Biological assays were conducted on female An. gambiae from the susceptible reference strain Kisumu reared at LIN-IRD in Montpellier, France. As a component of colony maintenance, the insecticide susceptibility of this strain was confirmed using World Health Organization (WHO) diagnostic concentrations (i.e. 4% DDT, 0.75% permethrin) and its genotypes for kdr and ace.1R mutations are controlled by PCR every 4 months. The colony is maintained in a climatic room at 27 ± 2 °C and 80 ± 10% relative humidity and with a photoperiod cycle of 12:12 h (light:dark). Larvae are fed with fish food and adults with 10% honey solution. Mosquito females used in the bioassays were 2 to 7 days old.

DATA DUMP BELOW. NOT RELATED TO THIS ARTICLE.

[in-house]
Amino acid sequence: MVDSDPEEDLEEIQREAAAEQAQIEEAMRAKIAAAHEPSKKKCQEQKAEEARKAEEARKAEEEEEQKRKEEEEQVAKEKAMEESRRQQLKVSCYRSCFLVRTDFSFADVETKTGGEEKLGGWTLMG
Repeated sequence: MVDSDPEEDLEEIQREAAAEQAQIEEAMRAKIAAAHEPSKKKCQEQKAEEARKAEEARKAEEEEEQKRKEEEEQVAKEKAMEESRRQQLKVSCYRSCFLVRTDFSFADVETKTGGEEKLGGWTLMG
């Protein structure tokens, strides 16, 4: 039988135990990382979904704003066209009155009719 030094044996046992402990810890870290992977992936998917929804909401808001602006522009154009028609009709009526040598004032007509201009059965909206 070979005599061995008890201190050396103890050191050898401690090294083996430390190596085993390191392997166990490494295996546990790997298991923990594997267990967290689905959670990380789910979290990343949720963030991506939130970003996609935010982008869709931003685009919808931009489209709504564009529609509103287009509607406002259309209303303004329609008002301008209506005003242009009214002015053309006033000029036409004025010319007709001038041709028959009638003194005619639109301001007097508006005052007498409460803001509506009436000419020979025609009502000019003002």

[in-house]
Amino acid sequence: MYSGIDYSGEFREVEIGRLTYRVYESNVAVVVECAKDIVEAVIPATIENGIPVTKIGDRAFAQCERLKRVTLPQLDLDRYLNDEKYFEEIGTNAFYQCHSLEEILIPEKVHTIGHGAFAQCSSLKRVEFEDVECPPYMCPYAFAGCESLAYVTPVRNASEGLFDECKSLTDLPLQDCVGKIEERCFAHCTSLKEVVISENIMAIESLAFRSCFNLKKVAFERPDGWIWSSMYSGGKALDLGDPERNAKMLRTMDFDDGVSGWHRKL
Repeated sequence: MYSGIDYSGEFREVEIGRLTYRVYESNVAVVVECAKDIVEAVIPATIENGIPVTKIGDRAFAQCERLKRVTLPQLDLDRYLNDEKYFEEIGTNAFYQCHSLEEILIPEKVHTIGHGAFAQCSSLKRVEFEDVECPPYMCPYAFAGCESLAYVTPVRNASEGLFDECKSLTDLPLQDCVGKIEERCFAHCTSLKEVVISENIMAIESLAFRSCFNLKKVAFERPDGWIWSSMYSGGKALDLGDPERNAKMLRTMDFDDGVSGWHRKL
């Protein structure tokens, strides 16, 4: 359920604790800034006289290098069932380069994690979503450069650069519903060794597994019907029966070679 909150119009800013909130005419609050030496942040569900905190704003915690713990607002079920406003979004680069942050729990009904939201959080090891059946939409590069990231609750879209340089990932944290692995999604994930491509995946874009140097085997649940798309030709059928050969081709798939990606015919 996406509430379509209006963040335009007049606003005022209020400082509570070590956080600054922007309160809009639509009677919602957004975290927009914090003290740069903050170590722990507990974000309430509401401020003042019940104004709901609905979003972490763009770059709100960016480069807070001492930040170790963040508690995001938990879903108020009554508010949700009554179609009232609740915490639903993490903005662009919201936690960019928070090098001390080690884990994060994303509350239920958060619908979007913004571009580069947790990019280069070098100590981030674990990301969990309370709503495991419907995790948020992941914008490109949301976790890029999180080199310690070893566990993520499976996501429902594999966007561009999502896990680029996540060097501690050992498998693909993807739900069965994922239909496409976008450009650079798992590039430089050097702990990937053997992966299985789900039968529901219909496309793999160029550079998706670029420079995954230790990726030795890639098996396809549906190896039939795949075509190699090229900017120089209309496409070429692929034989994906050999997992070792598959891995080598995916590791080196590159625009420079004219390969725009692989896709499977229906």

Behavioural bioassays testing the activities of the essential oils and the hydrolats were done following and adapting the methods of a previous work (details and figures in [26]). For the essential oils with sufficient quantity, solutions were prepared, when possible, at 0.1 and 1% (volume/volume) diluted in a solvent constituted by 2/3 ethanol and 1/3 silicone oil (Dow CorningH 556 fluid). These concentrations were chosen after preliminary assays and based on published data [26]. For the 20 hydrolats, the solutions were not diluted and used at 100% concentration. To avoid any contamination, essential oil and hydrolats of only one plant were tested per day. The tests were conducted with papers being treated with a positive concentration gradient.